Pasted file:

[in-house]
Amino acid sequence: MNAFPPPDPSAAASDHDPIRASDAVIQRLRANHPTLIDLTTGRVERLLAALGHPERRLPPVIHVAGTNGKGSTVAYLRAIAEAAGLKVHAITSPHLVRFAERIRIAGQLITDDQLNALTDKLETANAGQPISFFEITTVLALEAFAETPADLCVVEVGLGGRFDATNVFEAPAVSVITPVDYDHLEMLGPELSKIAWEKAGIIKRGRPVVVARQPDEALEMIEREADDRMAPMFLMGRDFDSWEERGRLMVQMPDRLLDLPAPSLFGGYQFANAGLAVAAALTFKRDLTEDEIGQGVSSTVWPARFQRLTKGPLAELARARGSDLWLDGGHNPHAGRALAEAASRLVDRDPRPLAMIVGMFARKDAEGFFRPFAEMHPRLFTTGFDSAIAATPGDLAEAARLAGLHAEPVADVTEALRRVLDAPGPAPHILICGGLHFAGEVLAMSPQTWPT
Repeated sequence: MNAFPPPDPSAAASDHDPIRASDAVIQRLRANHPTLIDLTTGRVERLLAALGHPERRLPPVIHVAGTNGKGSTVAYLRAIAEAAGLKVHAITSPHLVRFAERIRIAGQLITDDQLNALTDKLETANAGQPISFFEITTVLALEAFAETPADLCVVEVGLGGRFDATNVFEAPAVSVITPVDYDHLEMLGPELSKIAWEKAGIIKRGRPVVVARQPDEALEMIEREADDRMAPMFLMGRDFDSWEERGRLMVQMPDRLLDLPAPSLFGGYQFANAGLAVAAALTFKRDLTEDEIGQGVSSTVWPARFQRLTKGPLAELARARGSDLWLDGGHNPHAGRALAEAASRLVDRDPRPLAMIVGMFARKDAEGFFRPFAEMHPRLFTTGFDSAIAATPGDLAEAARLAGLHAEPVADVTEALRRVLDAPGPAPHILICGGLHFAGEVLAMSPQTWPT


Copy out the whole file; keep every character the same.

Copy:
[in-house]
Amino acid sequence: MNAFPPPDPSAAASDHDPIRASDAVIQRLRANHPTLIDLTTGRVERLLAALGHPERRLPPVIHVAGTNGKGSTVAYLRAIAEAAGLKVHAITSPHLVRFAERIRIAGQLITDDQLNALTDKLETANAGQPISFFEITTVLALEAFAETPADLCVVEVGLGGRFDATNVFEAPAVSVITPVDYDHLEMLGPELSKIAWEKAGIIKRGRPVVVARQPDEALEMIEREADDRMAPMFLMGRDFDSWEERGRLMVQMPDRLLDLPAPSLFGGYQFANAGLAVAAALTFKRDLTEDEIGQGVSSTVWPARFQRLTKGPLAELARARGSDLWLDGGHNPHAGRALAEAASRLVDRDPRPLAMIVGMFARKDAEGFFRPFAEMHPRLFTTGFDSAIAATPGDLAEAARLAGLHAEPVADVTEALRRVLDAPGPAPHILICGGLHFAGEVLAMSPQTWPT
Repeated sequence: MNAFPPPDPSAAASDHDPIRASDAVIQRLRANHPTLIDLTTGRVERLLAALGHPERRLPPVIHVAGTNGKGSTVAYLRAIAEAAGLKVHAITSPHLVRFAERIRIAGQLITDDQLNALTDKLETANAGQPISFFEITTVLALEAFAETPADLCVVEVGLGGRFDATNVFEAPAVSVITPVDYDHLEMLGPELSKIAWEKAGIIKRGRPVVVARQPDEALEMIEREADDRMAPMFLMGRDFDSWEERGRLMVQMPDRLLDLPAPSLFGGYQFANAGLAVAAALTFKRDLTEDEIGQGVSSTVWPARFQRLTKGPLAELARARGSDLWLDGGHNPHAGRALAEAASRLVDRDPRPLAMIVGMFARKDAEGFFRPFAEMHPRLFTTGFDSAIAATPGDLAEAARLAGLHAEPVADVTEALRRVLDAPGPAPHILICGGLHFAGEVLAMSPQTWPT